10. Paul Ryan voted against Simpson-Bowles. And so, for the record, did Dave Camp and Jeb Hensarling, the other two House Republicans on the commission. Of the House Democrats, John Spratt voted for the proposal, and Xavier Becerra and Jan Schakowsky voted against. Among the senators, it was just the reverse: All three Republicans (Tom Coburn, Judd Gregg and Mike Crapo) voted for it, as did two of the three Democrats (Dick Durbin and Kent Conrad). Max Baucus voted against it.

11. Simpson-Bowles went down in the House, 382-38. In March, Reps. Jim Cooper and Steve LaTourette brought a modified version of Simpson-Bowles to the floor. This incarnation of the proposal was actually quite a bit to the right of the original, including smaller tax increases and defense cuts. It failed, and failed big.

These 11 facts should shed light on a couple of Washington’s enduring mysteries.

First, it should be fairly clear why the White House figured Simpson-Bowles was a nonstarter. The Obama people thought that if they endorsed it, Republicans would oppose it en masse and hang every unpopular tax increase and spending cut around the White House’s neck.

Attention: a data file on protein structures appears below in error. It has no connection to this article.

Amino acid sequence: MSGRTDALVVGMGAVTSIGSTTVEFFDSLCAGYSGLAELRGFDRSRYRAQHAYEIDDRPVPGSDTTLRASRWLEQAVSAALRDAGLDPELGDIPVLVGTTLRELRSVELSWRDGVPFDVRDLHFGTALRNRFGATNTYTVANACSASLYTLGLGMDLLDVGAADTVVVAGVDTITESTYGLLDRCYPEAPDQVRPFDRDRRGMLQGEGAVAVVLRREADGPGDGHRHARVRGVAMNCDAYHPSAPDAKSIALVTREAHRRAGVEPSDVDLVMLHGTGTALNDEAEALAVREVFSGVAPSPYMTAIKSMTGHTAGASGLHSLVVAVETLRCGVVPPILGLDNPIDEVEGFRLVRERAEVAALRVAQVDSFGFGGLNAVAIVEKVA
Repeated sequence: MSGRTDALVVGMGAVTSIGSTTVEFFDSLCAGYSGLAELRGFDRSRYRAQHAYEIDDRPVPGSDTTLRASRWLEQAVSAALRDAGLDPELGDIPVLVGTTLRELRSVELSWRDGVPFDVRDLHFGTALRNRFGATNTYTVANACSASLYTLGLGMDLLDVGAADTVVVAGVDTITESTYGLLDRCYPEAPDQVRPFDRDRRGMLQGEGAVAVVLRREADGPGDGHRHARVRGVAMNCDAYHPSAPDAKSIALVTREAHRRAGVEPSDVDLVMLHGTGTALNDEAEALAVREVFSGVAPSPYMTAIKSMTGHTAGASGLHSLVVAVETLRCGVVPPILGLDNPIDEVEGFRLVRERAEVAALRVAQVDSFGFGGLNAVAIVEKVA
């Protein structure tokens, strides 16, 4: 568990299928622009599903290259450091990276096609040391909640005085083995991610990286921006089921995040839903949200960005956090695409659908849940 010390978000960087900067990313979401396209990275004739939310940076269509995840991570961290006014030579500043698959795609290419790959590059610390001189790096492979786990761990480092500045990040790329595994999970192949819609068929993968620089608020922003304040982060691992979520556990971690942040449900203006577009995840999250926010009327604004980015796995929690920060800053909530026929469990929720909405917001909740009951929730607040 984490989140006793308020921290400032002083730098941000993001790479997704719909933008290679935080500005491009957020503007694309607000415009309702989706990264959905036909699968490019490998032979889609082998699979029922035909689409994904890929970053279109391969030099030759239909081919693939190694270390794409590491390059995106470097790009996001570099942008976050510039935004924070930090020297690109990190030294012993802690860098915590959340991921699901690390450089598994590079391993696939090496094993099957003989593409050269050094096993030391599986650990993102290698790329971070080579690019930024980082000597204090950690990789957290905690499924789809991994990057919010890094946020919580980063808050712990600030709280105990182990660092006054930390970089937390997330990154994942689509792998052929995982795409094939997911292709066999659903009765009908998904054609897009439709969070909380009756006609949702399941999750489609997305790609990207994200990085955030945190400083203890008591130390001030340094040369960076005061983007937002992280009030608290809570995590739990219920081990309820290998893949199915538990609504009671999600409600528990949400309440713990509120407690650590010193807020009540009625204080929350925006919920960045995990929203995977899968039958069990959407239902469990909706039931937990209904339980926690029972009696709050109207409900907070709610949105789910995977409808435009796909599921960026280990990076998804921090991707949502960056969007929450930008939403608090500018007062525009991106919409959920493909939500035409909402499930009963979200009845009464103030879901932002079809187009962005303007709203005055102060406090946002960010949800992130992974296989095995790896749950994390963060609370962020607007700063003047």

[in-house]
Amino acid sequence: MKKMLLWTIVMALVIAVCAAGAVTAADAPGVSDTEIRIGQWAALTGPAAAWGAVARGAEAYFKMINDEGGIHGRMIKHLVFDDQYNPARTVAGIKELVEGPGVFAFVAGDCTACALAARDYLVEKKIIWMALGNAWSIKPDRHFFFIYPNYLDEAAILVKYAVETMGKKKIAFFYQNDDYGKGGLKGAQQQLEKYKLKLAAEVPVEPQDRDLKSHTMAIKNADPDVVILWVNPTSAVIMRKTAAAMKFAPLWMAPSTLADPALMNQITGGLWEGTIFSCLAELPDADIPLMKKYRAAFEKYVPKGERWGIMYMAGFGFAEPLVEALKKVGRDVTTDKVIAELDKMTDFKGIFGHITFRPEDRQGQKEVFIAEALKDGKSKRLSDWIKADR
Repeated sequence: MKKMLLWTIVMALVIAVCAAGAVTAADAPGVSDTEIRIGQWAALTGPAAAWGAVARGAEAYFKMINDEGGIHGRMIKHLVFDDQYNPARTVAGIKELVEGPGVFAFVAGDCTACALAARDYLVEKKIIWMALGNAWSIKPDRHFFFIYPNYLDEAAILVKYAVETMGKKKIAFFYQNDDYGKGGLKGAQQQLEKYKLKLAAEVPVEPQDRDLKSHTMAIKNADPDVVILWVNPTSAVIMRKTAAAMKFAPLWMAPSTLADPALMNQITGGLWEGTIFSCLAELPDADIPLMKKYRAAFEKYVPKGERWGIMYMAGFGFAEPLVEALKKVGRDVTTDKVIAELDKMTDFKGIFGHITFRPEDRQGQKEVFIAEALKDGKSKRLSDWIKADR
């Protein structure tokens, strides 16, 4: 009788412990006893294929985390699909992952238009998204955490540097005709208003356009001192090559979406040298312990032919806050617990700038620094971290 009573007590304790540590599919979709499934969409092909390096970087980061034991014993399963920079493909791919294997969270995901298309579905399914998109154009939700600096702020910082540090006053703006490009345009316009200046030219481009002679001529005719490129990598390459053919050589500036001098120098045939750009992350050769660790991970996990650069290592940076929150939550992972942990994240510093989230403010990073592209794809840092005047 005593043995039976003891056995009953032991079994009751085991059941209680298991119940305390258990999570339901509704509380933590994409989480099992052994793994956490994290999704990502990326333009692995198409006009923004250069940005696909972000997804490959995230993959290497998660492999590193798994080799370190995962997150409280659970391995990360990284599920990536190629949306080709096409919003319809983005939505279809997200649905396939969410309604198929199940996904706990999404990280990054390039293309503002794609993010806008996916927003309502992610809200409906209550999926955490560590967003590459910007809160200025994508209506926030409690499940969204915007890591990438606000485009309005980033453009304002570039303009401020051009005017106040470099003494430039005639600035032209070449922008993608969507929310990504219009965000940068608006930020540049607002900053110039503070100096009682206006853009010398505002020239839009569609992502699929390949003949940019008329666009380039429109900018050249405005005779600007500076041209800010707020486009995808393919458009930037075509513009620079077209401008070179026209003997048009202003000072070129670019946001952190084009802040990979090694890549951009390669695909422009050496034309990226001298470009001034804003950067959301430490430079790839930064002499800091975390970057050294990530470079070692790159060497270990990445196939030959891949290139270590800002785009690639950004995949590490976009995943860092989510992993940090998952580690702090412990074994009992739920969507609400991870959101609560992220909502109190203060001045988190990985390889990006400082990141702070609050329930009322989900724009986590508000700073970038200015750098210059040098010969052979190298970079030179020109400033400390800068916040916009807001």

Second, as popular as Simpson-Bowles is among the CEO community and on Wall Street, most of those folks don’t know what’s in it. Wall Street, for instance, doesn’t tend to be hugely supportive of taxing capital gains as normal income.

Third, Republicans may want to associate themselves with Bowles, and they may want to attack Obama for not doing enough to support Simpson-Bowles, but they want nothing to do with Simpson-Bowles itself.

After all, Boehner could have endorsed the Simpson-Bowles plan rather than the “Bowles plan,” and that would have won him huge plaudits in the media, and many more friends in the CEO and Wall Street communities, at least at first.

But he didn’t, and, from his perspective, for good reason.

Ezra Klein writes about economic and domestic policy for The Washington Post.